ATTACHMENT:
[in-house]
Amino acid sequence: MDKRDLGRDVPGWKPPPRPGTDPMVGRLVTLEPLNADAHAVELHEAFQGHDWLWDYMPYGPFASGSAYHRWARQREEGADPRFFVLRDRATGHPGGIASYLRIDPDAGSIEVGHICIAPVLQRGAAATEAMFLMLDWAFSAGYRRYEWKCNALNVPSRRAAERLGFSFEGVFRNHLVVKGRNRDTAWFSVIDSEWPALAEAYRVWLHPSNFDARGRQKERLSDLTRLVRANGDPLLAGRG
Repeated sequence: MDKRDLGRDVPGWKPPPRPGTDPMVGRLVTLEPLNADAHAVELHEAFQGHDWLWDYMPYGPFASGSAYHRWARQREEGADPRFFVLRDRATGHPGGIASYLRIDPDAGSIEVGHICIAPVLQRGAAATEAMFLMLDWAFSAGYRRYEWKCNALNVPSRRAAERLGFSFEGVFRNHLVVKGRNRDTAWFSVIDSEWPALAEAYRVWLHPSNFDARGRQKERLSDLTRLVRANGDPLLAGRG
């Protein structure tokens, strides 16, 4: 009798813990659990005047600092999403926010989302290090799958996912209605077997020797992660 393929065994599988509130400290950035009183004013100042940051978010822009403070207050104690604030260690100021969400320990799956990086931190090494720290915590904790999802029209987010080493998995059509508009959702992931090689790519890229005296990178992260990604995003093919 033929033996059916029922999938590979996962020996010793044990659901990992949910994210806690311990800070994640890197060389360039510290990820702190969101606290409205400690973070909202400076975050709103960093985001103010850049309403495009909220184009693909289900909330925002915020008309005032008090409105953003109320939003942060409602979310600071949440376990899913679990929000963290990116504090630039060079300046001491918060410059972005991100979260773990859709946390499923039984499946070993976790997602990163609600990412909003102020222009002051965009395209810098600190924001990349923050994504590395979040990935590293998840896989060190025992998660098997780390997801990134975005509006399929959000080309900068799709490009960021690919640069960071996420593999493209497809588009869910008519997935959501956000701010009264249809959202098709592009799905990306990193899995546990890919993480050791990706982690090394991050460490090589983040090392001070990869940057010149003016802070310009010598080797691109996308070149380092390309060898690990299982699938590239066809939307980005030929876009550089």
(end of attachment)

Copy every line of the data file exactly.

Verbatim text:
[in-house]
Amino acid sequence: MDKRDLGRDVPGWKPPPRPGTDPMVGRLVTLEPLNADAHAVELHEAFQGHDWLWDYMPYGPFASGSAYHRWARQREEGADPRFFVLRDRATGHPGGIASYLRIDPDAGSIEVGHICIAPVLQRGAAATEAMFLMLDWAFSAGYRRYEWKCNALNVPSRRAAERLGFSFEGVFRNHLVVKGRNRDTAWFSVIDSEWPALAEAYRVWLHPSNFDARGRQKERLSDLTRLVRANGDPLLAGRG
Repeated sequence: MDKRDLGRDVPGWKPPPRPGTDPMVGRLVTLEPLNADAHAVELHEAFQGHDWLWDYMPYGPFASGSAYHRWARQREEGADPRFFVLRDRATGHPGGIASYLRIDPDAGSIEVGHICIAPVLQRGAAATEAMFLMLDWAFSAGYRRYEWKCNALNVPSRRAAERLGFSFEGVFRNHLVVKGRNRDTAWFSVIDSEWPALAEAYRVWLHPSNFDARGRQKERLSDLTRLVRANGDPLLAGRG
């Protein structure tokens, strides 16, 4: 009798813990659990005047600092999403926010989302290090799958996912209605077997020797992660 393929065994599988509130400290950035009183004013100042940051978010822009403070207050104690604030260690100021969400320990799956990086931190090494720290915590904790999802029209987010080493998995059509508009959702992931090689790519890229005296990178992260990604995003093919 033929033996059916029922999938590979996962020996010793044990659901990992949910994210806690311990800070994640890197060389360039510290990820702190969101606290409205400690973070909202400076975050709103960093985001103010850049309403495009909220184009693909289900909330925002915020008309005032008090409105953003109320939003942060409602979310600071949440376990899913679990929000963290990116504090630039060079300046001491918060410059972005991100979260773990859709946390499923039984499946070993976790997602990163609600990412909003102020222009002051965009395209810098600190924001990349923050994504590395979040990935590293998840896989060190025992998660098997780390997801990134975005509006399929959000080309900068799709490009960021690919640069960071996420593999493209497809588009869910008519997935959501956000701010009264249809959202098709592009799905990306990193899995546990890919993480050791990706982690090394991050460490090589983040090392001070990869940057010149003016802070310009010598080797691109996308070149380092390309060898690990299982699938590239066809939307980005030929876009550089």